During the last couple of months, the COVID-19 outbreak more known as “coronavirus” or “Wuhan” was the most discussed topic online and on the empty streets. We had different opinions about it from conspiracy theories to comparisons with regular influenza, but today we are in front of a fact that COVID-19 is a pandemic and somehow we need to protect from it, stop its spreading and, finally, fight it.
As a person, who works in the AI field, in this blog, I’d like to share some directions where I and my colleagues can work to help public and private sectors all over the world. I hope that entrepreneurs and members of the government will see the opportunities not only for the temporary getting rich schemes or control of the citizens but as important parts of a strategical roadmap to improving public health and security.
Public Health Surveillance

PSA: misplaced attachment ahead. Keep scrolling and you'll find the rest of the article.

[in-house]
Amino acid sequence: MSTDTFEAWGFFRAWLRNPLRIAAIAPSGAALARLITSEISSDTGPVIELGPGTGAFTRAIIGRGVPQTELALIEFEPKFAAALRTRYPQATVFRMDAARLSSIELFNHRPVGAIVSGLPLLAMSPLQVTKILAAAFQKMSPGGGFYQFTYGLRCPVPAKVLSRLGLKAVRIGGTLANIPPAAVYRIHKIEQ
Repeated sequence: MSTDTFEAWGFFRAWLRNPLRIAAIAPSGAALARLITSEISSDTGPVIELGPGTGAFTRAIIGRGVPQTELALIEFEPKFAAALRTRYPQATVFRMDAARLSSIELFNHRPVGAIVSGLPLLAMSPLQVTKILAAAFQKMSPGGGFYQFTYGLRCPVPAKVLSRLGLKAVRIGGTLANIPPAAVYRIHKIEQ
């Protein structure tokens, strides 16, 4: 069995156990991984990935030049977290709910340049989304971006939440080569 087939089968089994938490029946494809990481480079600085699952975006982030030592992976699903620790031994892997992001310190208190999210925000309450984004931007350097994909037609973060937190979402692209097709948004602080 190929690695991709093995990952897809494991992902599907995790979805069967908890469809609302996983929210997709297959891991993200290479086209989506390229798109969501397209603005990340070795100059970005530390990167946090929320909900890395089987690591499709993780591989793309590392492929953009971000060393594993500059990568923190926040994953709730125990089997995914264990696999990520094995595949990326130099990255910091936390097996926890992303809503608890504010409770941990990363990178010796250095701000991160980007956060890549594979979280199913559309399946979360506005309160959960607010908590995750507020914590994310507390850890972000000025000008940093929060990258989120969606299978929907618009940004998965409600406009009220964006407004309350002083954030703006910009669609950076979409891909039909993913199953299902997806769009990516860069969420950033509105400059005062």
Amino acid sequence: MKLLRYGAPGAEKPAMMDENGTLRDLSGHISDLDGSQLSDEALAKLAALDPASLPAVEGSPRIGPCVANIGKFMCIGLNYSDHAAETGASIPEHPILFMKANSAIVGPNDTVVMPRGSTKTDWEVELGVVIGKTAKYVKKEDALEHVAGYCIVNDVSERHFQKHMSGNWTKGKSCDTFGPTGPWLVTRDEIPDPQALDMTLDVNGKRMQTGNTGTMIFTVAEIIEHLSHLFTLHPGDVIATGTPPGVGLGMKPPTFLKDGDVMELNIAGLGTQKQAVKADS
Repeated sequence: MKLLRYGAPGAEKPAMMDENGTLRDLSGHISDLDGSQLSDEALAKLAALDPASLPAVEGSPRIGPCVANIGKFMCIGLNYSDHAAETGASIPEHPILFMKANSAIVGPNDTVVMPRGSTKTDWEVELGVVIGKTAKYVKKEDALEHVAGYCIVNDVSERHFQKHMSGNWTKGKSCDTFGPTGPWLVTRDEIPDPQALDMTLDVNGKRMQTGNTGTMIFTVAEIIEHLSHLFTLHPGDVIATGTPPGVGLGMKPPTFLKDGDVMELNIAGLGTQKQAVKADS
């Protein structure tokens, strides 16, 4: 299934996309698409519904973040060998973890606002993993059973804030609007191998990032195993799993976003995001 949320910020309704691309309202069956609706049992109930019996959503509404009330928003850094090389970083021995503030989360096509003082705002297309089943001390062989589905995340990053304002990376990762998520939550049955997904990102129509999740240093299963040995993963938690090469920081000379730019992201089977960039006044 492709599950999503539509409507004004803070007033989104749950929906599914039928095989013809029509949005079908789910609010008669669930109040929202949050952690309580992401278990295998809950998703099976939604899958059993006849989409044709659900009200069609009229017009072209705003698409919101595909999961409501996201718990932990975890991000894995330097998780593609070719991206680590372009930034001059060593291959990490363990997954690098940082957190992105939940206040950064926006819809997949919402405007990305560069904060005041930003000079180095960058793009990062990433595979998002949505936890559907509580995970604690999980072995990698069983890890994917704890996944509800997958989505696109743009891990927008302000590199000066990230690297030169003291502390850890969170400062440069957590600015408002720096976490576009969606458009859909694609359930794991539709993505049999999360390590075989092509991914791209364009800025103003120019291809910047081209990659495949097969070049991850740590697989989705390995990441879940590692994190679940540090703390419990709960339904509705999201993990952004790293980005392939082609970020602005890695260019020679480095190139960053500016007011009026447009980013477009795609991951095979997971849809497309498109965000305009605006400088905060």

The main danger of coronavirus is its spreading speed. That’s why governments put such measures as quarantines of the whole country because they can’t control the local outbreaks efficiently. One of the most straightforward steps towards the detection of sick people in the analysis of CCTV cameras that are already around us and finding people who show severe symptoms of the diseases and isolate them, who they contacted with and disinfect the corresponding surfaces. At Neurons Lab we have developed a demo solution, which you can see on the video above. The dataset to start research by yourself is available here.
Remote biosignal measurement
Some of the symptoms as temperature or pulse are very important to ignore them and rely only on the visual appearance that might be confusing. But of course, we can’t stop any person to measure their pulse, blood pressure or temperature. Maybe we could do it remotely somehow? Actually, there are some developments in computer vision that can estimate pulse and blood pressure based on facial skin analysis:
AI discovers the heartbeat in your face
A medium-depth dive into the technology that reads vital signs from video
Researchers find a way to measure blood pressure with a selfie video
A selfie video might be all you need to find out your blood pressure, per a study by researchers in Canada and China…
Concerning the body temperature, there are some developments as well, but in this case, for practical use, we would like to look into the direction of thermal imaging, not the regular cameras. At least for now.